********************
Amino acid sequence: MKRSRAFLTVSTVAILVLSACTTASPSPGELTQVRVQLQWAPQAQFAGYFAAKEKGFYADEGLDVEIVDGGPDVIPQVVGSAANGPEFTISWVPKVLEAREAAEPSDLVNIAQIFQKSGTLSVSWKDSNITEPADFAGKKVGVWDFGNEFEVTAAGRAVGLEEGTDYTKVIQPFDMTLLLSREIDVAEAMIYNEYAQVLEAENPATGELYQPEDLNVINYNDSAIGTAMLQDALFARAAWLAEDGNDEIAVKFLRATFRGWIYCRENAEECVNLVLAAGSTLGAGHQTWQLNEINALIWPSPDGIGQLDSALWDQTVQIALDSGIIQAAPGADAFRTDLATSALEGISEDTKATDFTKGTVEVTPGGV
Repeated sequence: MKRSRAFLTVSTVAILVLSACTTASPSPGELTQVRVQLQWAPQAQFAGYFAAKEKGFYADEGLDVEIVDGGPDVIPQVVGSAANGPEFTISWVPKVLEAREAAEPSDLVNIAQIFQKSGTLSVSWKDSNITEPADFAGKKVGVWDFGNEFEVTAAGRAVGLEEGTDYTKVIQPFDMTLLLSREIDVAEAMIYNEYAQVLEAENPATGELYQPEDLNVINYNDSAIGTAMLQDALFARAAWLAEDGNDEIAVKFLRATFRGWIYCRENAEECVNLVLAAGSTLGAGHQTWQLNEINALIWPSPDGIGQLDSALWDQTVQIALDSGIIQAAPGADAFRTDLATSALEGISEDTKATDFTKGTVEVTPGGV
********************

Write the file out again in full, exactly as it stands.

Amino acid sequence: MKRSRAFLTVSTVAILVLSACTTASPSPGELTQVRVQLQWAPQAQFAGYFAAKEKGFYADEGLDVEIVDGGPDVIPQVVGSAANGPEFTISWVPKVLEAREAAEPSDLVNIAQIFQKSGTLSVSWKDSNITEPADFAGKKVGVWDFGNEFEVTAAGRAVGLEEGTDYTKVIQPFDMTLLLSREIDVAEAMIYNEYAQVLEAENPATGELYQPEDLNVINYNDSAIGTAMLQDALFARAAWLAEDGNDEIAVKFLRATFRGWIYCRENAEECVNLVLAAGSTLGAGHQTWQLNEINALIWPSPDGIGQLDSALWDQTVQIALDSGIIQAAPGADAFRTDLATSALEGISEDTKATDFTKGTVEVTPGGV
Repeated sequence: MKRSRAFLTVSTVAILVLSACTTASPSPGELTQVRVQLQWAPQAQFAGYFAAKEKGFYADEGLDVEIVDGGPDVIPQVVGSAANGPEFTISWVPKVLEAREAAEPSDLVNIAQIFQKSGTLSVSWKDSNITEPADFAGKKVGVWDFGNEFEVTAAGRAVGLEEGTDYTKVIQPFDMTLLLSREIDVAEAMIYNEYAQVLEAENPATGELYQPEDLNVINYNDSAIGTAMLQDALFARAAWLAEDGNDEIAVKFLRATFRGWIYCRENAEECVNLVLAAGSTLGAGHQTWQLNEINALIWPSPDGIGQLDSALWDQTVQIALDSGIIQAAPGADAFRTDLATSALEGISEDTKATDFTKGTVEVTPGGV